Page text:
CATHIE ADAMS is one of the people who decide what the Republican party believes. Adams, who is from Dallas, is a delegate to the GOP platform committee. She has been to two previous Republican conventions, and she came to Philadelphia last week eager to meet with other members of her subcommittee and begin hashing out the details of the "conservation, agriculture and natural resources" section of the platform.
Adams arrived at the meeting Friday morning ready to work. She expected to spend all day tweaking and improving the draft platform, voting on amendments, debating ideas with fellow delegates. Instead, she and her group were informed that their deliberations were to be completed by noon.
The whole thing was a bit confusing. Like the other delegates, Adams had not received a copy of the platform until the evening before, leaving barely enough time to read it, much less consider its specifics. (Reporters, by contrast, were given copies of the platform hours earlier on the condition they not tell delegates what was in it.) Adams began to suspect that the Bush campaign wasn't very interested in hearing her opinions on conservation, agriculture, and natural resources. "Rather than recognizing the process as a reflection of the grassroots," Adams says carefully, "there is more emphasis on reflecting Gov. Bush's positions."
And the positions of some of his supporters. Toward the end of the Friday morning meeting, one of the delegates on the subcommittee, a man from Alaska, offered an amendment that would affect the plank that calls for the construction of a nationwide high-speed passenger rail service, something that, in case you didn't know, the Republican party officially supports. Suddenly, as from nowhere, Tommy Thompson appeared in the room. Thompson is the governor of Wisconsin and the man George W. Bush selected to run the platform hearings. He is also, as Adams discovered, the chairman of Amtrak, and therefore someone with a keen interest in railroad policy. Thompson walked over to the delegate from Alaska and instructed him to make certain the word "national" stayed in the platform -- as in a "national high-speed passenger railroad system." Adams, who was sitting one seat away, says it didn't matter one way or the other to the Alaskan. "He said, 'I don't care if you want to call it 'global.'" So "national" it was.
Cathie Adams wasn't impressed by the exchange. She sounds dispirited by her experience on the platform committee generally. Some delegates come to political conventions for the parties. There are others, however, who come because they want to participate in running their party. These are the ones who are apt to like politics because of the ideas. They tend to be ideologues, true believers -- in other words, troublemakers. The Bush campaign has tried hard to keep them under control.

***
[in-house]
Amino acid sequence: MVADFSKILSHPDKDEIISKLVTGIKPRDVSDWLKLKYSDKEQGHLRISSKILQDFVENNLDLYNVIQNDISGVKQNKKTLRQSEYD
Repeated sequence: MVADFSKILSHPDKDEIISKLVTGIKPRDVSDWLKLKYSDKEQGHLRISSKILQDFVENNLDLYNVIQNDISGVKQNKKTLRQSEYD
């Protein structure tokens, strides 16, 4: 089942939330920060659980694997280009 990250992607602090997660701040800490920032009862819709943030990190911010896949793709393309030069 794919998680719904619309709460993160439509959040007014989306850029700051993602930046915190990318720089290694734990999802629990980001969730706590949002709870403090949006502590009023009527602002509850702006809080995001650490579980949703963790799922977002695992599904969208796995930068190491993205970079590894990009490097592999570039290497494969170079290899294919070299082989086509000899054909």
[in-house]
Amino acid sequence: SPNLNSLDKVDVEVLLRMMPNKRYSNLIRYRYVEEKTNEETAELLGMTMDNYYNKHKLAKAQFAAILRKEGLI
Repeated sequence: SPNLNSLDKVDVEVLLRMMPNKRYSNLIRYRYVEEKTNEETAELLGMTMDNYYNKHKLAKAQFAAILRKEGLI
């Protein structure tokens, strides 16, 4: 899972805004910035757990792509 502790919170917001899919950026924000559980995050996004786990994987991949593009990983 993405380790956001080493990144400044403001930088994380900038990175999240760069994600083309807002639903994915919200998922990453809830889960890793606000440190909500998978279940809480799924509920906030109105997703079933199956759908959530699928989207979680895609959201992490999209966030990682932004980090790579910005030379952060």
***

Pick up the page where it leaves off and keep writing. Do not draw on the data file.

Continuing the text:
This year's platform hearings lasted two days, rather than the traditional four. Party officials refer to these and other changes as "streamlining," and say that many of them were designed to save the time and money of delegates, who must pay their own way to the convention. This may be true. It is also convenient. A shortened platform process left little time for abortion activists on both sides to make embarrassing, televised scenes over the platform language. The Republican party did hold a platform hearing in June where there was limited debate about abortion. But it was in Billings, Montana, on a Friday. Very few people came, and there was almost no news coverage of it. "There were a lot of elk there," chuckles a Bush staffer. Meanwhile, the party, under the firm and vigorous guidance of the Bush campaign, set about writing a new platform. The result is the kindest, gentlest statement of Republican dogma in memory, maybe in history. There is not a word about Monica Lewinsky or Buddhist temple fund-raising, not even a single direct reference to Bill Clinton or Al Gore. Many of the policy positions are similar to earlier versions, though some of the more controversial and unlikely ones have been removed. "We don't shut down or de-fund any federal agencies," explains one Republican official proudly.